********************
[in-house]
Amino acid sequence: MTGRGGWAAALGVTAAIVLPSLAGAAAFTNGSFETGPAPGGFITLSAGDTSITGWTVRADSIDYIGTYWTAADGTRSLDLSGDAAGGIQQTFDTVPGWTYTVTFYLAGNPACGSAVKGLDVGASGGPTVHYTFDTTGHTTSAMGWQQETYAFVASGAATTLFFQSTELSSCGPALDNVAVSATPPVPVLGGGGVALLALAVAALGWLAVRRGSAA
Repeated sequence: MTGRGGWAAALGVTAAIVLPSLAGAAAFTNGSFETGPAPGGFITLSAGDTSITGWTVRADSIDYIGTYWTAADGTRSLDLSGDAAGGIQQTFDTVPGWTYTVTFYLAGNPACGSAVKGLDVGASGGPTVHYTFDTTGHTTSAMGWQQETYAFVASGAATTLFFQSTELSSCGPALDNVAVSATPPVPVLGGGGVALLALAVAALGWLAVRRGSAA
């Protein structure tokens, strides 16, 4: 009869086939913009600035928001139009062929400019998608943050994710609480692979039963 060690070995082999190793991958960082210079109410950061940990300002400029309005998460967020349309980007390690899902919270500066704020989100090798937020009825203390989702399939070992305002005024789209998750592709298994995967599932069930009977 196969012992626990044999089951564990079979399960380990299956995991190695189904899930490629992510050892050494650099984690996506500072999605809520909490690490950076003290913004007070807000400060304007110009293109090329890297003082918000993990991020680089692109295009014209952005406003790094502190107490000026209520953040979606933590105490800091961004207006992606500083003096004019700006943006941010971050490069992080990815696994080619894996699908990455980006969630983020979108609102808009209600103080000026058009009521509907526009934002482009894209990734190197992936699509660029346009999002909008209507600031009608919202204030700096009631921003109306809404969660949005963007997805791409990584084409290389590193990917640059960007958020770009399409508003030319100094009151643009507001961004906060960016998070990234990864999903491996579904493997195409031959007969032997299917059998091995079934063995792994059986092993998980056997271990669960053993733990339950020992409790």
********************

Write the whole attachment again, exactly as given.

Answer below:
[in-house]
Amino acid sequence: MTGRGGWAAALGVTAAIVLPSLAGAAAFTNGSFETGPAPGGFITLSAGDTSITGWTVRADSIDYIGTYWTAADGTRSLDLSGDAAGGIQQTFDTVPGWTYTVTFYLAGNPACGSAVKGLDVGASGGPTVHYTFDTTGHTTSAMGWQQETYAFVASGAATTLFFQSTELSSCGPALDNVAVSATPPVPVLGGGGVALLALAVAALGWLAVRRGSAA
Repeated sequence: MTGRGGWAAALGVTAAIVLPSLAGAAAFTNGSFETGPAPGGFITLSAGDTSITGWTVRADSIDYIGTYWTAADGTRSLDLSGDAAGGIQQTFDTVPGWTYTVTFYLAGNPACGSAVKGLDVGASGGPTVHYTFDTTGHTTSAMGWQQETYAFVASGAATTLFFQSTELSSCGPALDNVAVSATPPVPVLGGGGVALLALAVAALGWLAVRRGSAA
């Protein structure tokens, strides 16, 4: 009869086939913009600035928001139009062929400019998608943050994710609480692979039963 060690070995082999190793991958960082210079109410950061940990300002400029309005998460967020349309980007390690899902919270500066704020989100090798937020009825203390989702399939070992305002005024789209998750592709298994995967599932069930009977 196969012992626990044999089951564990079979399960380990299956995991190695189904899930490629992510050892050494650099984690996506500072999605809520909490690490950076003290913004007070807000400060304007110009293109090329890297003082918000993990991020680089692109295009014209952005406003790094502190107490000026209520953040979606933590105490800091961004207006992606500083003096004019700006943006941010971050490069992080990815696994080619894996699908990455980006969630983020979108609102808009209600103080000026058009009521509907526009934002482009894209990734190197992936699509660029346009999002909008209507600031009608919202204030700096009631921003109306809404969660949005963007997805791409990584084409290389590193990917640059960007958020770009399409508003030319100094009151643009507001961004906060960016998070990234990864999903491996579904493997195409031959007969032997299917059998091995079934063995792994059986092993998980056997271990669960053993733990339950020992409790």